Malignant pleural mesothelioma (MPM) is a rare but aggressive cancer that affects the lining of the lungs and chest wall. The prognosis for MPM patients is generally poor, with a median survival of around 12 months from diagnosis. However, advances in molecular profiling techniques have opened up new avenues for improving MPM treatment by identifying specific molecular targets and enabling the development of personalized therapeutic strategies.
Molecular profiling involves the analysis of genetic and other molecular alterations in cancer cells, which can provide insights into the underlying biology of the tumor and help guide treatment decisions. There are several different types of molecular profiling techniques that can be used in MPM, including DNA sequencing, RNA sequencing, proteomics, and metabolomics.
One of the key benefits of molecular profiling in MPM is the ability to identify specific genetic mutations or alterations that may be driving tumor growth. For example, studies have shown that around 50-60% of MPM cases have mutations in the tumor suppressor gene BAP1, which can lead to dysregulation of cell growth and division. Other common mutations in MPM include alterations in the NF2, CDKN2A, and TP53 genes.
By identifying these specific mutations, researchers can develop targeted therapies that are designed to inhibit the activity of the mutated gene or pathway. For example, drugs that target the NF2/merlin pathway are currently under investigation for the treatment of MPM, as this pathway is frequently altered in the disease. Similarly, drugs that target the DNA repair pathway may be effective in patients with BAP1 mutations, as these mutations can lead to increased sensitivity to DNA-damaging agents.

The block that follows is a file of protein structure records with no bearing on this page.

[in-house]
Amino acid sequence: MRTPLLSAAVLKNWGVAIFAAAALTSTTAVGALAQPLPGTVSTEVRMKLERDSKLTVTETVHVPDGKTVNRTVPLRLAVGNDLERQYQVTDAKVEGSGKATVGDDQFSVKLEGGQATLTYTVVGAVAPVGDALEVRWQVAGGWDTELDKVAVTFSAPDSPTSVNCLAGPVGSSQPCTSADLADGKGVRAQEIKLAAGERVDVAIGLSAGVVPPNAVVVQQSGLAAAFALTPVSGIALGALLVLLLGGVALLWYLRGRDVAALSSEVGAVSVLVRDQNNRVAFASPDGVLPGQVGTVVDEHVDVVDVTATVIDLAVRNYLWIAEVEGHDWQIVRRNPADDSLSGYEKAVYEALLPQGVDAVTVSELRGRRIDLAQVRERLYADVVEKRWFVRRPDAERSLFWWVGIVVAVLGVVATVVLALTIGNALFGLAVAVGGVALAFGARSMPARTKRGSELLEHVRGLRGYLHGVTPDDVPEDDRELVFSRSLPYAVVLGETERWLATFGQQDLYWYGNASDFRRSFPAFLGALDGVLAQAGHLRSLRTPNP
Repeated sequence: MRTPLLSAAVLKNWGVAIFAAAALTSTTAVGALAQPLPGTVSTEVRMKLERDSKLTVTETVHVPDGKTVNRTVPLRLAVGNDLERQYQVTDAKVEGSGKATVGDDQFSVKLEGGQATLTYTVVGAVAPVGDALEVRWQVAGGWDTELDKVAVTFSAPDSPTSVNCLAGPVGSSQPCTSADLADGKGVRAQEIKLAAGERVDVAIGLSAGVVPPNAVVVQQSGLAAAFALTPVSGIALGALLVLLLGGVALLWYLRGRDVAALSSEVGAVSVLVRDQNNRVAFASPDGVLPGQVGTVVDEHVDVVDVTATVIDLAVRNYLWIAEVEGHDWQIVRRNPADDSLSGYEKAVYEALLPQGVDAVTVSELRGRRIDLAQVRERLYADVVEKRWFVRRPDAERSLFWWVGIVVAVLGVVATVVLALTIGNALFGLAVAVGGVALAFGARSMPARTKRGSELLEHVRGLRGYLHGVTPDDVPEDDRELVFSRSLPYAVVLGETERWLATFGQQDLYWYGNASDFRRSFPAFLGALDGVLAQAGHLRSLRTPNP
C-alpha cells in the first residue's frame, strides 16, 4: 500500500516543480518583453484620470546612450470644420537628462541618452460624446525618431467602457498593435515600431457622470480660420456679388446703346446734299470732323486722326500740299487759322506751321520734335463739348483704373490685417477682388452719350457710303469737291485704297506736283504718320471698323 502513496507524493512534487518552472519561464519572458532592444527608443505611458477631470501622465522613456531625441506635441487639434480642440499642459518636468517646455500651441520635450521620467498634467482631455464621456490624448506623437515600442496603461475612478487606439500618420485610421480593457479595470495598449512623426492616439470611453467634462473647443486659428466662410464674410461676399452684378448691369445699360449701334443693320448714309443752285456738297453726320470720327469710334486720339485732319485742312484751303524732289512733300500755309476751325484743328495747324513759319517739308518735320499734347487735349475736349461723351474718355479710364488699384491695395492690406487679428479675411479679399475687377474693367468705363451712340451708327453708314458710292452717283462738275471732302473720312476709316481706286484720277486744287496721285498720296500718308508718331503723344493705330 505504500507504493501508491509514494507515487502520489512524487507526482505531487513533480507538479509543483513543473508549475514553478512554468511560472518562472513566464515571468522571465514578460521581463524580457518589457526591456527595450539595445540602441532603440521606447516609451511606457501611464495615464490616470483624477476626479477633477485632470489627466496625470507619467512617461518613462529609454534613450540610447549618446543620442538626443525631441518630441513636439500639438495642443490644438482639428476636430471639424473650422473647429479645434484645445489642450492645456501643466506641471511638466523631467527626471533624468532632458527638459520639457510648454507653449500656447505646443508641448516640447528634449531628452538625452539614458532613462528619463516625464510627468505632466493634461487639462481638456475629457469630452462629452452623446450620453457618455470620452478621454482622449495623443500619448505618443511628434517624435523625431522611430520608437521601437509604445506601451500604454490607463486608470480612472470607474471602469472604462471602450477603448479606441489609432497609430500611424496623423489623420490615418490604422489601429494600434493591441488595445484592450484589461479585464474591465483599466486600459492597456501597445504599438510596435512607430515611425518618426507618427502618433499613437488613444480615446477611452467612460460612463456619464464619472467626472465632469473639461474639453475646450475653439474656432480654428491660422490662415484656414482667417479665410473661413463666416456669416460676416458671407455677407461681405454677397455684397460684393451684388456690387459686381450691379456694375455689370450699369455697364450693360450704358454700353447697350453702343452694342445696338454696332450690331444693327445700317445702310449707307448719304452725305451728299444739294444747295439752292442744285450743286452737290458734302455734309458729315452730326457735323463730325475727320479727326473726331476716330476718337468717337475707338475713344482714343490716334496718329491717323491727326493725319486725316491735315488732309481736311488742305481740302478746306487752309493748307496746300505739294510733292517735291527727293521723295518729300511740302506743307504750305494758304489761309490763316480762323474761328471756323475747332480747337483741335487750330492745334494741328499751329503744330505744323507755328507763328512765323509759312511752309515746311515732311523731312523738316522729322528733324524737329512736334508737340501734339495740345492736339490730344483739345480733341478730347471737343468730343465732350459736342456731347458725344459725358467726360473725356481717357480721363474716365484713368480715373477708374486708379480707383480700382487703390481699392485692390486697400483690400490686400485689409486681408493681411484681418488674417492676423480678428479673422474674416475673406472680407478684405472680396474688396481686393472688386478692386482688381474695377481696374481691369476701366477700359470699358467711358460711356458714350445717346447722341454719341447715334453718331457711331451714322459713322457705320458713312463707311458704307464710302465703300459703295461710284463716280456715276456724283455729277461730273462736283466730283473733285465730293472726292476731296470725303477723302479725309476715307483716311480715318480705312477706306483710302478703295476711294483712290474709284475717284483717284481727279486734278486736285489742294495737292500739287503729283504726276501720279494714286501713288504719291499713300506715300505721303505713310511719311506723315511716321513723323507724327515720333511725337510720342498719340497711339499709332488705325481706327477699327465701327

In addition to identifying specific genetic mutations, molecular profiling can also be used to classify MPM tumors based on their molecular characteristics. This can help to identify subgroups of patients who may benefit from different treatment approaches. For example, one study used RNA sequencing to classify MPM tumors into three subtypes based on their gene expression profiles. Patients with the “mesenchymal” subtype had a poorer prognosis compared to those with the “epithelioid” or “mixed” subtypes, suggesting that different treatment approaches may be needed for each subtype.
Another potential application of molecular profiling in MPM is the identification of biomarkers that can be used to predict response to treatment or monitor disease progression. For example, one study found that patients with MPM who had higher levels of the protein mesothelin in their blood had a poorer prognosis compared to those with lower levels, suggesting that mesothelin could be a useful biomarker for disease monitoring.
Overall, molecular profiling has the potential to significantly improve MPM treatment by enabling the development of personalized therapeutic strategies based on the specific molecular characteristics of each patient’s tumor. While there are still many challenges to overcome, including the need for larger clinical trials and the development of more effective targeted therapies, the use of molecular profiling in MPM is likely to become increasingly important in the coming years as our understanding of the disease continues to evolve.